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• ### Similar Content

• By KarimIO
Hey guys! Three questions about uniform buffers:
1) Is there a benefit to Vulkan and DirectX's Shader State for the Constant/Uniform Buffer? In these APIs, and NOT in OpenGL, you must set which shader is going to take each buffer. Why is this? For allowing more slots?
2) I'm building an wrapper over these graphics APIs, and was wondering how to handle passing parameters. In addition, I used my own json format to describe material formats and shader formats. In this, I can describe which shaders get what uniform buffers. I was thinking of moving to support ShaderLab (Unity's shader format) instead, as this would allow people to jump over easily enough and ease up the learning curve. But ShaderLab does not support multiple Uniform Buffers at all, as I can tell, let alone what parameters go where.
So to fix this, I was just going to send all Uniform Buffers to all shaders. Is this that big of a problem?
3) Do you have any references on how to organize material uniform buffers? I may be optimizing too early, but I've seen people say what a toll this can take.

• Hi, I'm new here and would like to get some help in what i should do first when designing a game? What would you consider to be the best steps to begin designing my game? Give resources with it as well please.

• How do you handle situations where the physics engine produces a 129x129 height field which results in 2M vertexes for every frame. The frame rate suffers a lot, and drops to 2-3 fps.
Is there a way to reduce the traffic or burden over the graphics card? Is the technique of LOD and progressive mesh still apply?
thanks
Jack
• By stale
I've just started learning about tessellation from Frank Luna's DX11 book. I'm getting some very weird behavior when I try to render a tessellated quad patch if I also render a mesh in the same frame. The tessellated quad patch renders just fine if it's the only thing I'm rendering. This is pictured below:
'
However, when I attempt to render the same tessellated quad patch along with the other entities in the scene (which are simple triangle-lists), I get the following error:

I have no idea why this is happening, and google searches have given me no leads at all. I use the following code to render the tessellated quad patch:
for (unsigned int i = 0; i < scene->GetEntityList()->size(); i++) { Entity* entity = scene->GetEntityList()->at(i); if (entity->m_VisualComponent->m_visualType == VisualType::MESH) DrawMeshEntity(entity, cam, sun, point); else if (entity->m_VisualComponent->m_visualType == VisualType::BILLBOARD) DrawBillboardEntity(entity, cam, sun, point); else if (entity->m_VisualComponent->m_visualType == VisualType::TERRAIN) DrawTerrainEntity(entity, cam); } HR(m_swapChain->Present(0, 0)); Any help/advice would be much appreciated!

• I have just started writing shaders recently (a couple of weeks ago.) (Background info in another post here.) I decided to start with a basic phong shader. I understand (I think) the implementation of the diffuse and specular refleections.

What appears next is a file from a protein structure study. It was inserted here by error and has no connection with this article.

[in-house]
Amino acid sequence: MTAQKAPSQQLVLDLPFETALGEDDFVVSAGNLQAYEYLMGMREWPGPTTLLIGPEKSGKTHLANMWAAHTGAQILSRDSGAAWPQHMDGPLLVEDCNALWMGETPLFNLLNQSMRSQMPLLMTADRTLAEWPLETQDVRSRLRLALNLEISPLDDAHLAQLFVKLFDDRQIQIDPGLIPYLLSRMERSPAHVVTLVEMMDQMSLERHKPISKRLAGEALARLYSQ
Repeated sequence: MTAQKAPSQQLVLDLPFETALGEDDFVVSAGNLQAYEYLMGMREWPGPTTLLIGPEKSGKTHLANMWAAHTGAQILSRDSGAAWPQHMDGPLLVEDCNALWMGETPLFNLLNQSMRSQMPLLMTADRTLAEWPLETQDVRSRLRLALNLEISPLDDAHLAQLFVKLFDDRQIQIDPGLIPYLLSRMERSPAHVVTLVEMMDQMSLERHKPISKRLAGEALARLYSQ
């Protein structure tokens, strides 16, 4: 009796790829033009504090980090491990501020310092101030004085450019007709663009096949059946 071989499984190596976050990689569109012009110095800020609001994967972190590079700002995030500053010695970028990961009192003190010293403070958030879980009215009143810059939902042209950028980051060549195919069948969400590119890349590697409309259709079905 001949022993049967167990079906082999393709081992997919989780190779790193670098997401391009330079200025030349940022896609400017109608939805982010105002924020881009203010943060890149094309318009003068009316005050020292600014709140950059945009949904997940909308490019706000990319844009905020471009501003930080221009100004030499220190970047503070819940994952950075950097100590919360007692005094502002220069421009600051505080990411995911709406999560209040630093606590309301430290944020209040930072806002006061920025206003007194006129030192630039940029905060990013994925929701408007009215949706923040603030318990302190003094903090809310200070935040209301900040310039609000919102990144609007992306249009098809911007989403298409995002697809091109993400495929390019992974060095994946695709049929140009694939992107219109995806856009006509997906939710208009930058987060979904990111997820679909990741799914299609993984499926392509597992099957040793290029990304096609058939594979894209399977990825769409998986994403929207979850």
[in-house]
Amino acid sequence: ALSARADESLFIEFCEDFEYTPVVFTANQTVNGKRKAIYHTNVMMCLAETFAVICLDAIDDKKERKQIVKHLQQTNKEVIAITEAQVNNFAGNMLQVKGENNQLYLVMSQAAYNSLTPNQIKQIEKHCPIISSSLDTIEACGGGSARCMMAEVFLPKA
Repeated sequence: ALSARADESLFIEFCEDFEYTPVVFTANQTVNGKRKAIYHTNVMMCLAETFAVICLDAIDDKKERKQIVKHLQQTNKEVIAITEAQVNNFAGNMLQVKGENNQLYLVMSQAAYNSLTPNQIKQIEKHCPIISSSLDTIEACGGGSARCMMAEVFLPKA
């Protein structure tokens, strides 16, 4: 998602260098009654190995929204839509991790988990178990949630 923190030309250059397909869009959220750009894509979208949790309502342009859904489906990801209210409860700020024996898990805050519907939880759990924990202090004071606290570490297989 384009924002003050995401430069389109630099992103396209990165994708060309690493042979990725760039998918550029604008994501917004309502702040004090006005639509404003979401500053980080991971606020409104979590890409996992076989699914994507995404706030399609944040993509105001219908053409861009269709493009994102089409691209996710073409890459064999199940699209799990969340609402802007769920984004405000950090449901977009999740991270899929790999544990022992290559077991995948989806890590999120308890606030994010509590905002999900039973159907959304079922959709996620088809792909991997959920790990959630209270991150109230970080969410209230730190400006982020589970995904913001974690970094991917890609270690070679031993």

Diffuse reflection = (N.L)
Specular reflection = (R.V)^S   where s = specular power.
Reflection vector = 2* (N.L)*N-L
I have a shader put together for fx composer 2.5 that is an attempt at the phong lighting model. (Shader code linked.) I have not added in the texture sample to the pixel shader output yet since I am trying to debug lighting model issues. The diffuse reflection works fine, however, the specular reflection is giving me some trouble.
The problem I am experience is that the specular reflection (shown here) seems to affect the back of the sphere.

When I saturate the specular reflection value I get this: (If saturate clamps input to min=0 and max=1, I do not know where these values on the back are coming from since negative values should just get clamped to 0.)

If I remove the saturate from the specular reflection and add the difuse reflection to the specular reflection I get this.  (I will post an image of my diffuse reflection below to show how it looks on its own. )

Diffuse reflection by itself.

What am I missing here?

Also, I am completely open to feedback on my shader. I am looking to learn anything I can here.  Thank you in advance for your time.

## Recommended Posts

Hiya again guys,

I have a niggling problem with my CSM. The middle an far cascades noticeably "swim" as you move around. It's not really noticeable on the close one but i'm that's probably just due to the filtering and the factor it has such a high quality map to work from.

Anyway I have 3 cascades and i'm using a bounding box for each. They all overlap with they near clip and this works fairly nicely but I was looking at the csm sample that some nicely ported over to monogame. The problem is I can't get the sphere based bounding boxes working at all for me. My debug rendertargets for all the cascades are just blank. If I switch my camera to be the shadow light camera (the sun) it seems fine (and it works using my bounding box method so i think that's fine). I THINK i'm just calculating the bounding box (using a sphere) incorrectly some how.

public void GenerateCSMOrthoSlice(float pfarClip)
{
Vector3[] frustumCornersWS = new Vector3[8];
Vector3[] frustumCornersLS = new Vector3[8];
BoundingFrustum viewFrustum = new BoundingFrustum(_Camera.CameraView * Matrix.CreatePerspectiveFieldOfView(MathHelper.PiOver4, _Camera._aspectRatio, 10, pfarClip));
frustumCornersWS = viewFrustum.GetCorners();

Vector3 frustumCentroid = new Vector3(0, 0, 0);
for (int i = 0; i < 8; i++)
frustumCentroid += frustumCornersWS;
frustumCentroid /= 8;

lightsView = Matrix.Identity;
lightsViewProjectionMatrix = Matrix.Identity;

ShadowLightPos = frustumCentroid + (SunlightDirection * 100);

Vector3 mins = frustumCornersLS[0];
Vector3 maxes = frustumCornersLS[0];
for (int i = 0; i < 8; i++)
{
if (frustumCornersLS.X > maxes.X)
maxes.X = frustumCornersLS.X;
else if (frustumCornersLS.X < mins.X)
mins.X = frustumCornersLS.X;
if (frustumCornersLS.Y > maxes.Y)
maxes.Y = frustumCornersLS.Y;
else if (frustumCornersLS.Y < mins.Y)
mins.Y = frustumCornersLS.Y;
if (frustumCornersLS.Z > maxes.Z)
maxes.Z = frustumCornersLS.Z;
else if (frustumCornersLS.Z < mins.Z)
mins.Z = frustumCornersLS.Z;
}

float diagonalLength = (frustumCornersWS[0] - frustumCornersWS[6]).Length();
diagonalLength += 2;    //Without this, the shadow map isn't big enough in the world.
float worldsUnitsPerTexel = diagonalLength / (float)4096;

Vector3 vBorderOffset = (new Vector3(diagonalLength, diagonalLength, diagonalLength) - (maxes - mins)) * 0.5f;
maxes += vBorderOffset;
mins -= vBorderOffset;

mins /= worldsUnitsPerTexel;
mins.X = (float)Math.Floor(mins.X);
mins.Y = (float)Math.Floor(mins.Y);
mins.Z = (float)Math.Floor(mins.Z);
mins *= worldsUnitsPerTexel;

maxes /= worldsUnitsPerTexel;
maxes.X = (float)Math.Floor(maxes.X);
maxes.Y = (float)Math.Floor(maxes.Y);
maxes.Z = (float)Math.Floor(maxes.Z);
maxes *= worldsUnitsPerTexel;

ShadowLightProjection = Matrix.CreateOrthographicOffCenter(mins.X, maxes.X, mins.Y, maxes.Y, -maxes.Z - 500f, -mins.Z);
}

What I tried (which doesn't work at all) is:

public void GenerateCSMOrthoSlice(float pfarClip)
{

Vector3 minExtents = Vector3.Zero;
Vector3 maxExtents = Vector3.Zero;
Vector3[] frustumCornersWS = new Vector3[8];
Vector3[] frustumCornersLS = new Vector3[8];